The folks at Indianapolis Motor Speedway recently commissioned the Boston Consulting Group to evaluate and offer recommendations to Hulman and Company with regard to business operations throughout the enterprise. Hopefully it did not cost them much money. Based upon snippets of information that found its way into the mainstream a couple of things are clear. BCG has little cognizance of Indy Car history, either past or recent. Some might argue that is a good thing.
What about some of the basic ideas?
-A 15-race IndyCar schedule in major American cities held over 19 weeks and off season forays into distant lands for no points. I say make it 16 to 18 in North America over 20 weeks and we have a decent domestic schedule. Hopefully by ‘major cities’ they do not mean God-forsaken temporary circuits. Many large metropolitan areas have perfectly good ovals; e.g., Chicago, Phoenix, etc. This would also be a great chance to make schedule balance an actual reality. Four or five (or more) international events in the domestic off-season is also a great idea. They could even concoct an ‘international’ championship. It would keep teams busy and the sport in the public eye.
-A three race playoff. Wasn’t Randy Bernard dumped partially because he was talking playoffs? And have the fans not spoken when Mark Miles floated such an idea? How would it be formatted?
-A season finale at the IMS road course. Bad idea. It would dilute the product and not really attract anyone from outside the immediate area. Other venues are more suited to a finale. Any IndyCar event at IMS other than the 500 would damage the product.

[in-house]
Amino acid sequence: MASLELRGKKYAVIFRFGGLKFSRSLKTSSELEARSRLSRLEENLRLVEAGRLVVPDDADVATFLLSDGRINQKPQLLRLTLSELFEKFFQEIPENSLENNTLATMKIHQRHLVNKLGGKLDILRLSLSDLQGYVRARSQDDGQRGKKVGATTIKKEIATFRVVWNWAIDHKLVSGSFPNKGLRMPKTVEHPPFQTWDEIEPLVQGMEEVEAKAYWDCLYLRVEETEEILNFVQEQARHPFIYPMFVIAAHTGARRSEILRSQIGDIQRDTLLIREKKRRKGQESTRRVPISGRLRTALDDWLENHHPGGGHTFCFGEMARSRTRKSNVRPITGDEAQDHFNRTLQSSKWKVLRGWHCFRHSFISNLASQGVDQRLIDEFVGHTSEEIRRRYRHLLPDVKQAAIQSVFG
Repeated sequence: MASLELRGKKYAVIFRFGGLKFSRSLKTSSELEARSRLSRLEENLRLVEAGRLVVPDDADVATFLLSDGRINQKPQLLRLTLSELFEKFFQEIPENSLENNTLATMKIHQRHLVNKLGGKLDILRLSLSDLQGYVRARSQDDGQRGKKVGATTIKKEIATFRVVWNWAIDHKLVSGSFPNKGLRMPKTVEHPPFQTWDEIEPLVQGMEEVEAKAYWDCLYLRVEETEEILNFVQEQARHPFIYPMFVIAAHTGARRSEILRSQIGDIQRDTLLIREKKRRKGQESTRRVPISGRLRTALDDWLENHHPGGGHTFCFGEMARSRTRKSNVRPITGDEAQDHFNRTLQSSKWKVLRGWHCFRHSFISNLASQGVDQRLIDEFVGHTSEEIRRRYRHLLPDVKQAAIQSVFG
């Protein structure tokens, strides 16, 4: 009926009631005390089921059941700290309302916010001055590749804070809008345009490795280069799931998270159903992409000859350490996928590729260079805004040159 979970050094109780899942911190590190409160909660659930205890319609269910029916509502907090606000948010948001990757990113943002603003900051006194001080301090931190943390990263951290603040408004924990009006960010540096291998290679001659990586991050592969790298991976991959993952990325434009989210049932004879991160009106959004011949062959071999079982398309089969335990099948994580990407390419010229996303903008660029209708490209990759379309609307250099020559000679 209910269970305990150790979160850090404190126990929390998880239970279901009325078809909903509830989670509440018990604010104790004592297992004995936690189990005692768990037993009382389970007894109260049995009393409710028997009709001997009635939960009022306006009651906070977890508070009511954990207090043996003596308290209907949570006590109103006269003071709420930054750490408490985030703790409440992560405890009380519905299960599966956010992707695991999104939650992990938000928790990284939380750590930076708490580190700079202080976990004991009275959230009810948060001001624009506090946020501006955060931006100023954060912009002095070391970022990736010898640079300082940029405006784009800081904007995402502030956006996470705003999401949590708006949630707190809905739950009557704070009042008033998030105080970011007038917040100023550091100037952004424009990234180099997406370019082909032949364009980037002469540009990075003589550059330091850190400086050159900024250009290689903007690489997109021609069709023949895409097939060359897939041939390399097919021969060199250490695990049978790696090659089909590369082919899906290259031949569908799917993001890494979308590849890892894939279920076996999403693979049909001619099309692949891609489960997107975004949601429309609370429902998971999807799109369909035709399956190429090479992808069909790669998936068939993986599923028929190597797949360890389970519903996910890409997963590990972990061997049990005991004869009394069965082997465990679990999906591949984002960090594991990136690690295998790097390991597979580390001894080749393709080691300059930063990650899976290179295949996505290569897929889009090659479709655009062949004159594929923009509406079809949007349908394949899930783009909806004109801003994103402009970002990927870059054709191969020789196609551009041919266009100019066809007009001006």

-A new marketing strategy promoting IndyCar’s daredevil drivers. Everyone agrees a comprehensive marketing approach is wise, but they need to be careful playing up the danger aspects. And if there is even one word anywhere in the report about marketing to OTTs/Millenials and maximizing use of all online channels it has not been made public. They do say a new website is needed, but duh. Strong emphasis on personalities IS the right choice, but they need captivating personalities. Josef Newgarden, RHR and Hinch can only go so far.
-Use just one U.S. television partner, with intimation they should try to get out of the NBCSN deal. Yeah, how is that going to work? ESPN is over-saturated, and it is unlikely every IndyCar race can be on ABC. What about other networks? Why stick with ESPN on ABC for the 500? ESPN has done IndyCar no favors, and I believe has actively damaged the brand since the 1990s. They are the least deserving ‘partners’ ever. And what is wrong with NBCSN? Yeah, they are enamored of F-1 and covet NASCAR, but could that not potentially enhance IndyCar if promoted correctly? Perhaps IndyCar should concentrate on enforcement of their deal with NBCSN.
-Decreased TEAM payouts and increase purses. Good idea, but also might be a good idea to allow some innovation among teams (unique aero kits, for example) and also reduce the Dallara vig for spare parts or eliminate by allowing fabrication by teams.
-Change the ticket pricing model by increasing Indy 500 tickets and reducing BY400 and MotoGP prices. Good in theory, but the amount of increase for the 500 is insane. $50 per ticket higher? That would ensure wide swaths of aluminum. A more prudent approach is to raise prices for the seats that sell out (but not $50 each) and leave the others alone. IMS has already raised the price creatively by assessing annoying nickel-and-dime ‘convenience’ charges.
-Do not sell the Speedway or IndyCar. Good idea. Let us reserve judgment for the day we get our mitts on the entire study. Based on the bullet points IMS may have been taken for a bit of a ride.